As President Trump no doubt realizes, nothing unites the conservative movement like judges. Conservative judges. This is what makes Trump’s SCOTUS list – produced by the Federalist Society – one of the smartest political decisions in recent history. Sticking to the list, Trump produced a nominee that has support from a wide-range of conservatives: Americans for Prosperity, National Review, Charlie Sykes, Wisconsin conservative talk radio, Wisconsin Right to Life, National Rifle Association, Judicial Crisis Network, Breitbart, WILL President Rick Esenberg, Senator Ron Johnson, Governor Scott Walker, and Senate candidates Kevin Nicholson and Leah Vukmir.
Some on the right have complained about Kavanaugh embracing Obamacare while on the court. As my boss Rick Esenberg explained on Facebook, this isn’t accurate. Judge Kavanaugh actually voted, in 2011, to strike down the Obamacare individual mandate but questioned whether the D.C. Circuit Court, at that moment, had jurisdiction over the claim. Kavanaugh has said that Obamacare is “a law that is unprecedented on the federal level in American history” and if Obamacare is upheld, it would “usher in a significant expansion of congressional authority with no obvious principled limit.” More can be read on this at the Federalist.
5. The confirmation process will be short – but very contentious.
Republicans likely have no margin for error. If Senator John McCain is unable to vote due to brain cancer, they have a 50-49 majority. With the filibuster no more for judicial appointments, Republicans must keep everyone on board. Democrats could make three plays:
Paint Kavanaugh as a social issue extremist. They will try to pick off one of the moderates in the Senate – such as Senators Lisa Murkowski (R-AK) or Susan Collins (R-ME) by raising fears that Kavanaugh will be tipping the court to the right on a host of social issues. This could mean, in the future, there would be enough votes to strike down Obamacare (see here for more info) which means, they would say, children with pre-existing conditions will no longer have health insurance. In addition Roe v. Wade will be reversed and abortion will be illegal. Of course the truth is more complicated than that as a Court would likely incrementally weaken both laws.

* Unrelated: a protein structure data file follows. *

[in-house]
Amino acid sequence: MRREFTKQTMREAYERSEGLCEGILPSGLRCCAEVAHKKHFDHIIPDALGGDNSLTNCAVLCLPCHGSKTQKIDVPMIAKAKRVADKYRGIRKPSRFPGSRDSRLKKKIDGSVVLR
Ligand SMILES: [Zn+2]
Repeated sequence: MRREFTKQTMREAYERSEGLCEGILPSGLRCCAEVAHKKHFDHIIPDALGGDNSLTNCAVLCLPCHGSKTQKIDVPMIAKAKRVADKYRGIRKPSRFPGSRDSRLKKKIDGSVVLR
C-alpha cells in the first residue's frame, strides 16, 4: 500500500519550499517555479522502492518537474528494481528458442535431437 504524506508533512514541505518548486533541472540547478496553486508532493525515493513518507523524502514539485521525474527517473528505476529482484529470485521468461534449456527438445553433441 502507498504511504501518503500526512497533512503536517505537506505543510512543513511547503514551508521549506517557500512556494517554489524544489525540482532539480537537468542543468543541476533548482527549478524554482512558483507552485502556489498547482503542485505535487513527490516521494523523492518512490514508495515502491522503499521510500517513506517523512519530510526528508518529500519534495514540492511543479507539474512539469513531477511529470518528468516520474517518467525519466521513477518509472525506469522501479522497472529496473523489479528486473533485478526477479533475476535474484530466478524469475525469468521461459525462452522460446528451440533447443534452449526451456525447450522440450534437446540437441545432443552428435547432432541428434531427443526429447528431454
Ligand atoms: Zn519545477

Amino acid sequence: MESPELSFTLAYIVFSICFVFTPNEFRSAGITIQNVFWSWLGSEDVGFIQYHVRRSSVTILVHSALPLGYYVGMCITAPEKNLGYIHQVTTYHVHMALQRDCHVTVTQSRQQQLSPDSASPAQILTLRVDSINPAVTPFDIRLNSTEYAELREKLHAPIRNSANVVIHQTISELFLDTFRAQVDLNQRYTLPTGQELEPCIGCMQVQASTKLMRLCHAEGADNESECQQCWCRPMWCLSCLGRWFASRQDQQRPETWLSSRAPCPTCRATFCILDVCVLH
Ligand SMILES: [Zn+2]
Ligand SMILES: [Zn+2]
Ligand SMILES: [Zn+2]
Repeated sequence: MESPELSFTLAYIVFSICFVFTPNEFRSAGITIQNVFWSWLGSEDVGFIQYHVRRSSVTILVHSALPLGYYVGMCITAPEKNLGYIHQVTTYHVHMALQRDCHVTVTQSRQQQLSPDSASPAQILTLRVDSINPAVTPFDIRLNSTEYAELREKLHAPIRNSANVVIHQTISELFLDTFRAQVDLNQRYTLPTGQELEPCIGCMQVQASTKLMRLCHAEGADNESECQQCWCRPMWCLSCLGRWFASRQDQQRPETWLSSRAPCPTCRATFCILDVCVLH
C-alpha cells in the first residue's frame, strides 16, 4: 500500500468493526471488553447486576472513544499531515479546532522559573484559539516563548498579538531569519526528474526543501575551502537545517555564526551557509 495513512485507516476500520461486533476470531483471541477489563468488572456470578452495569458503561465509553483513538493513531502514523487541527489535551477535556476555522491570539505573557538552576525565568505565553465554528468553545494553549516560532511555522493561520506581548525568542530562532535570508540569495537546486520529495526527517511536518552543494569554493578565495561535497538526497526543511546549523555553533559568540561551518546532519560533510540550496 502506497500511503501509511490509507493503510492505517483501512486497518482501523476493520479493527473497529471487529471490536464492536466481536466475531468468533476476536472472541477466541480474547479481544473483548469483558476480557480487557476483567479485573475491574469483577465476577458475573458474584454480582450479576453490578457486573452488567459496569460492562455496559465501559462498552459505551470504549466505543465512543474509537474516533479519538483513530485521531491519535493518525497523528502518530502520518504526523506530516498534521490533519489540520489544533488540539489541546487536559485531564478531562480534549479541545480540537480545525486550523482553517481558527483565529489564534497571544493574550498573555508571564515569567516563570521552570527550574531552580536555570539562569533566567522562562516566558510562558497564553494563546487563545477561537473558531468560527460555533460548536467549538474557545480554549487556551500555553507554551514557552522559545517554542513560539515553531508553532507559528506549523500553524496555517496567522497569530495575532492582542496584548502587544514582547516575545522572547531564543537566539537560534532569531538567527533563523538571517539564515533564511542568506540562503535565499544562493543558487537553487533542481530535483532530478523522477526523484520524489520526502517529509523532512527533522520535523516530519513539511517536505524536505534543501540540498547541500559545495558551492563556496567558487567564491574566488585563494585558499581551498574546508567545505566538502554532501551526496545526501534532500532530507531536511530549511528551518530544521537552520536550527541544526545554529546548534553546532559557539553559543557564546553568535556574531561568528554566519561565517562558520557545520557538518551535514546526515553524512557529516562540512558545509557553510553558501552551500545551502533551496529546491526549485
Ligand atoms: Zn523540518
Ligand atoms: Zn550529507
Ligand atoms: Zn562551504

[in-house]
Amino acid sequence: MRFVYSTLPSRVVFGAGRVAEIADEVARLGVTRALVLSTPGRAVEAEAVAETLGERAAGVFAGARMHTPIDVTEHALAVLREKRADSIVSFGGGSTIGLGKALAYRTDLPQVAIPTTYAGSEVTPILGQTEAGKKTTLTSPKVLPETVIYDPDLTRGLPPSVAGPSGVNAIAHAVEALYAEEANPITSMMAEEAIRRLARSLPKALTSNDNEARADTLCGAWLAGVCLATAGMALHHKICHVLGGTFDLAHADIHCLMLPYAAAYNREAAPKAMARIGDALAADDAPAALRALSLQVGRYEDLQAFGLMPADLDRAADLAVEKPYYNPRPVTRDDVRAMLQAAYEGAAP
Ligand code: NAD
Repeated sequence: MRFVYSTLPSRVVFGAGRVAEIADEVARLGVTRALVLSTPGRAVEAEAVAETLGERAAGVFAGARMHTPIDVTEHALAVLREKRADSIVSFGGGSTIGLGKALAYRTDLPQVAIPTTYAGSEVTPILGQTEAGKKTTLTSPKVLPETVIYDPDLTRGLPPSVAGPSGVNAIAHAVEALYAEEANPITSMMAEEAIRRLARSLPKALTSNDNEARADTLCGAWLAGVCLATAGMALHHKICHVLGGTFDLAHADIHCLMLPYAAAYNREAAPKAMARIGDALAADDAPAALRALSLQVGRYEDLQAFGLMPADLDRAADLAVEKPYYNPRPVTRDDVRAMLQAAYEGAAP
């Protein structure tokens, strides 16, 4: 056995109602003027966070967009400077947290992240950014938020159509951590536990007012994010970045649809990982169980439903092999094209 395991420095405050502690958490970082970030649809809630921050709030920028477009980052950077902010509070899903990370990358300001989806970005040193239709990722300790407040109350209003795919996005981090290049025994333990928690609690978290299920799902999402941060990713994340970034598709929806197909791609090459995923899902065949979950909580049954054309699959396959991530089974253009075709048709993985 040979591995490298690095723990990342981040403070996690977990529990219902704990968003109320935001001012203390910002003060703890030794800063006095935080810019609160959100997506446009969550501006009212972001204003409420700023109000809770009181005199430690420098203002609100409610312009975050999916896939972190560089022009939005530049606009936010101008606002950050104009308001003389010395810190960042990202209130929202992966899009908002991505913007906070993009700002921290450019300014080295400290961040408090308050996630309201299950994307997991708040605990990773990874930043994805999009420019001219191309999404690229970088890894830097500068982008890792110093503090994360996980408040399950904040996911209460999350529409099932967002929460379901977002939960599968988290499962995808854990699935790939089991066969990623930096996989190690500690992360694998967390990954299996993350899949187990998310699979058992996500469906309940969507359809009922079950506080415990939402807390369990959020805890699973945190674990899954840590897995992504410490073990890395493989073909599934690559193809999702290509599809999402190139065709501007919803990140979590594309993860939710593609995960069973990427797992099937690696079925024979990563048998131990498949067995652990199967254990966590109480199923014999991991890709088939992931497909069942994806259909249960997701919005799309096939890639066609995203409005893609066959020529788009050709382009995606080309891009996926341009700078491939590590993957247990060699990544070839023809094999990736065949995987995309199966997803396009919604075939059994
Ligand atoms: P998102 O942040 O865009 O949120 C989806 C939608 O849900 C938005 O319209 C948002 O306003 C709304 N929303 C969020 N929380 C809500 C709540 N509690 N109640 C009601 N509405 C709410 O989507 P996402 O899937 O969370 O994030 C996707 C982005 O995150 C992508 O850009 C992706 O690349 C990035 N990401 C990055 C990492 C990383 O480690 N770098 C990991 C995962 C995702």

Kavanaugh will protect Trump from impeachment! They will try to pick off Senators who are concerned about Trump (Senators Rand Paul or Jeff Flake). Vox’s Ezra Klein and others on the left are circulating that a Minnesota Law Review article by Kavanaugh indicates that Trump picked him because Kavanaugh would protect him from criminal investigation. A theory that National Review’s David French takes apart.
Delay..delay…delay. The Democrats are more likely to try to delay the hearings as long as possible in the hopes of pushing the vote past Election Day. They will likely try to get privileged documents from the Ken Starr investigation and his time as an attorney in the White House. This may require releasing classified information from the George W. Bush Presidential Library.
The truth is while the media focuses on whether Republicans will be unified, the Senate Democrats have much more to worry about. All Republicans voted for Justice Neil Gorsuch in addition to three Democrats, Senators Joe Manchin (D-WV), Heidi Heitkamp (D-ND), and Joe Donnelly (D-IN) supporting confirmation. And all are running for re-election in 2018 – perhaps with a confirmation vote just weeks before Election Day – in states where President Trump won big in 2016 (56 percent in IN, 67 percent in WV, and 63 percent in ND). A “No” vote could seal their fate for re-election.
6. Judge Kavanaugh was a big Marquette basketball fan growing up and used Dez Bryant’s non-catch as a metaphor for his judicial philosophy.
Because all roads must lead back to Wisconsin, it is worth noting that Judge Kavanaugh has expressed that one of his favorite teams growing up was the Al McGuire Marquette basketball teams.
In addition, during a March 2015 speech at Marquette Law School (watch/listen here) on separation of powers, he won the audience over by using Dez Bryant’s non-catch as an example of his judicial philosophy. The referees applied the previously established rules to Dez Bryant’s “catch” to determine that he had not come down with the ball. The result may upset people – and the referees may not like the decision – but they applied the law to the play.
CJ Szafir is the Executive Vice President of the Wisconsin Institute for Law & Liberty (WILL). These views are his own and do not represent an official opinion of WILL.